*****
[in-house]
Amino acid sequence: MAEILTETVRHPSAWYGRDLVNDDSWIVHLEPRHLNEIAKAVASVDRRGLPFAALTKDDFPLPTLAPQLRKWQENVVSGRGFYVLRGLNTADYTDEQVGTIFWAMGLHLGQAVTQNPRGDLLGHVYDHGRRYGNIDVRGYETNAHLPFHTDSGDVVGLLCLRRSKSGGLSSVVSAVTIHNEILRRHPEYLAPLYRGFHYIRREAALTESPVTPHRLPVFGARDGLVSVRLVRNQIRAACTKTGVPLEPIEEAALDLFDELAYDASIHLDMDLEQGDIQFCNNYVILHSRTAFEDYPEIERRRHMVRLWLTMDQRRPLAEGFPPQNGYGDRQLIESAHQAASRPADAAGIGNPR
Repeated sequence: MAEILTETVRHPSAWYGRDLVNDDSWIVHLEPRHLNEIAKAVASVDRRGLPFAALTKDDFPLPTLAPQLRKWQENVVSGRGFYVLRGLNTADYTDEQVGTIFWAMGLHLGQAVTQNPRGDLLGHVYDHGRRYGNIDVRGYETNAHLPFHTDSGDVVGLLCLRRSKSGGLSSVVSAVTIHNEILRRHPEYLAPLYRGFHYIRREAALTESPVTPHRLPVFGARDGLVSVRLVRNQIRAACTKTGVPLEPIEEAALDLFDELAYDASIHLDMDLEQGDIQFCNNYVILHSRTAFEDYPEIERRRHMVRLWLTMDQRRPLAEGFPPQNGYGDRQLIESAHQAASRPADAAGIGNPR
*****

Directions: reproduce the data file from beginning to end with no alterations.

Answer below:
[in-house]
Amino acid sequence: MAEILTETVRHPSAWYGRDLVNDDSWIVHLEPRHLNEIAKAVASVDRRGLPFAALTKDDFPLPTLAPQLRKWQENVVSGRGFYVLRGLNTADYTDEQVGTIFWAMGLHLGQAVTQNPRGDLLGHVYDHGRRYGNIDVRGYETNAHLPFHTDSGDVVGLLCLRRSKSGGLSSVVSAVTIHNEILRRHPEYLAPLYRGFHYIRREAALTESPVTPHRLPVFGARDGLVSVRLVRNQIRAACTKTGVPLEPIEEAALDLFDELAYDASIHLDMDLEQGDIQFCNNYVILHSRTAFEDYPEIERRRHMVRLWLTMDQRRPLAEGFPPQNGYGDRQLIESAHQAASRPADAAGIGNPR
Repeated sequence: MAEILTETVRHPSAWYGRDLVNDDSWIVHLEPRHLNEIAKAVASVDRRGLPFAALTKDDFPLPTLAPQLRKWQENVVSGRGFYVLRGLNTADYTDEQVGTIFWAMGLHLGQAVTQNPRGDLLGHVYDHGRRYGNIDVRGYETNAHLPFHTDSGDVVGLLCLRRSKSGGLSSVVSAVTIHNEILRRHPEYLAPLYRGFHYIRREAALTESPVTPHRLPVFGARDGLVSVRLVRNQIRAACTKTGVPLEPIEEAALDLFDELAYDASIHLDMDLEQGDIQFCNNYVILHSRTAFEDYPEIERRRHMVRLWLTMDQRRPLAEGFPPQNGYGDRQLIESAHQAASRPADAAGIGNPR